Writhing was interpreted as defiance. "One time I felt like I was five seconds away from dying," he says, "I have scars in my mouth which was bleeding. I was panicked and trying to communicate but they think you are resisting. What are you supposed to do?"
Grim as this material is, Gaglia represents only the barest outlines of it in the film: limited both by budget and by recognizing that if he did show the whole truth, he might make a movie that was unbearable to watch. He also avoided the trap of didacticism, which often mars attempts to tell these stories.
"I wanted the viewer to feel like he was sitting in that room," he says. "You don't know why your sister was there, you don't know what day it is, you don't know why they were doing certain things. And that's the way I directed the actors."
In fact, the actor who played the character based on Newton didn't even know that there was a real-life model for the story until later. "I told him to act as though he believed he was doing everything 'to help these kids,'" says Gaglia. The self-righteous rage and "ends justify the means" thinking that characterize the operators of tough-love programs comes through vividly.
Gaglia eventually managed to escape from KIDS by jumping out of a car stuck in traffic at the toll plaza of the GW Bridge. The program parents who were driving the car had childproof locks to prevent escape via the back doors-- but the front seat was empty, and Gaglia went for it. Fortunately, after getting the attention of the police, he was able to convince his own parents not to return him.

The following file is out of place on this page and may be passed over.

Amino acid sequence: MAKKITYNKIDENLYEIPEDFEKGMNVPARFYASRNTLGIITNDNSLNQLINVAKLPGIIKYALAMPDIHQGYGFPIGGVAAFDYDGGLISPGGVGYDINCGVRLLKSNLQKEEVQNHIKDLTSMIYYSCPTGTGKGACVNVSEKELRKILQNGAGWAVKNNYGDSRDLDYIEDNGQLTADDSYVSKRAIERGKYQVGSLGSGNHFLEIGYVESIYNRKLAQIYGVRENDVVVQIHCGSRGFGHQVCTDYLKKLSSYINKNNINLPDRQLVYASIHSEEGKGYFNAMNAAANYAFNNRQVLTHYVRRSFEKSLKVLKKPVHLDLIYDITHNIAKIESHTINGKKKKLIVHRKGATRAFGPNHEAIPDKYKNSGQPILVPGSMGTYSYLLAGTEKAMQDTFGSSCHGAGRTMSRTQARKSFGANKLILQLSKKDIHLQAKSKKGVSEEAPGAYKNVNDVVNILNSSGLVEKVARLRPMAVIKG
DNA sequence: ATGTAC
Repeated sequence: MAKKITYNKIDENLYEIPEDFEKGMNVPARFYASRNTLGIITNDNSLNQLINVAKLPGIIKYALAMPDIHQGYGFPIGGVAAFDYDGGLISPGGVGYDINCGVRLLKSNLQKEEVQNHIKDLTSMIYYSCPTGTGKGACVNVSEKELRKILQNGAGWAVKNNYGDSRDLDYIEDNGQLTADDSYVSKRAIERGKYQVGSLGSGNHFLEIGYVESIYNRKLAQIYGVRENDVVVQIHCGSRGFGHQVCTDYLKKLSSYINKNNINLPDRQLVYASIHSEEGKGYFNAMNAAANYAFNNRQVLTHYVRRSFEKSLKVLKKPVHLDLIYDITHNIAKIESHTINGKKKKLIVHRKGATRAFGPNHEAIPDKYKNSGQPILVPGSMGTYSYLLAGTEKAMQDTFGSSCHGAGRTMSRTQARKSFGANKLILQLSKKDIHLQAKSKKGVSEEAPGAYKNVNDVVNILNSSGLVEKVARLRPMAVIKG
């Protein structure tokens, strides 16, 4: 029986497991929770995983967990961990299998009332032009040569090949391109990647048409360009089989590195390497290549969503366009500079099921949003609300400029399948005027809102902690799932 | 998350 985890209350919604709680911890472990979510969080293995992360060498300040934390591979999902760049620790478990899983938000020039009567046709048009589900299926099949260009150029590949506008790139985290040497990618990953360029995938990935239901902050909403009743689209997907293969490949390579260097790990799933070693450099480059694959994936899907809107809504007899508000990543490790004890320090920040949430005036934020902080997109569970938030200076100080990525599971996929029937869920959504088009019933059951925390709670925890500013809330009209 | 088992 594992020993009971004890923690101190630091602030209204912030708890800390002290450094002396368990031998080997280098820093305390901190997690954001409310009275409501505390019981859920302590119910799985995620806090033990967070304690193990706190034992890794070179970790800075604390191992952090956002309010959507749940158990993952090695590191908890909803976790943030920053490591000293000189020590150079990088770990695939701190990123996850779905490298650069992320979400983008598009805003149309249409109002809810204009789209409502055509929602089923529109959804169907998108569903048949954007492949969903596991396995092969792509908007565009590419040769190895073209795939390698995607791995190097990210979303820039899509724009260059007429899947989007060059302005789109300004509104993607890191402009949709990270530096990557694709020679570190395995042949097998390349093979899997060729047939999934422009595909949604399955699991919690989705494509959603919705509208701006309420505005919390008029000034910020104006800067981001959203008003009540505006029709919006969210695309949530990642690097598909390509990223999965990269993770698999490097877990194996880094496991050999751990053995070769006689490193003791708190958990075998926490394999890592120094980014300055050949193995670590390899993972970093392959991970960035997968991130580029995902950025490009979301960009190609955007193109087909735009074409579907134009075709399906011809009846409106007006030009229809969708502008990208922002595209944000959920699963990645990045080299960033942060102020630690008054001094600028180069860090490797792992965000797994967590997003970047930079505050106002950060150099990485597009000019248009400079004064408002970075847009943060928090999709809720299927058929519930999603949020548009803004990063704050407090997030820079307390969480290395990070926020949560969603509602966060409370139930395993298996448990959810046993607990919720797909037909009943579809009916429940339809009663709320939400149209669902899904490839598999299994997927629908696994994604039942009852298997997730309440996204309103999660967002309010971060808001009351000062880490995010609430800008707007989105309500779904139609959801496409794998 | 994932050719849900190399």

But, like many who left, he was at first terrified that the program's predictions of a future of "jails, institution or death" would come true rapidly because he'd left without completing it. And, again like many others, when that wore off, he began drinking more heavily and using harder drugs. "When the drunkest guys you know are saying 'Hey dude, you're drinking too much,' you start to think it's a problem," he says. Ultimately, he studied film at Hunter College and got back on course.
"I don't see how anyone who was in that kind of a situation for as long as I was could come out without post-traumatic stress disorder," he says. "I had nightmares all the time that I was back in."
I attended a screening recently for those who had been through KIDS and similar programs. I was struck by the age range: there were people from their mid-20's to their 40's who had suffered through years at KIDS. Though many were nervous that the film would trigger distressing memories, those I spoke with found that the film validated their experience. "More than anything, I made the movie as an homage to these people," says Gaglia, "We're all speaking with this film."
Let's hope that people who can prevent the abuse from continuing are finally listening.
Maia Szalavitz is a journalist who covers health, science and public policy. Her most recent book, co-written with leading child trauma expert Bruce D. Perry, MD, PhD, is The Boy Who Was Raised as a Dog and Other Stories from a Child Psychiatrist's Notebook: What Traumatized Children Can Teach Us About Loss, Love and Healing (Basic, 2007).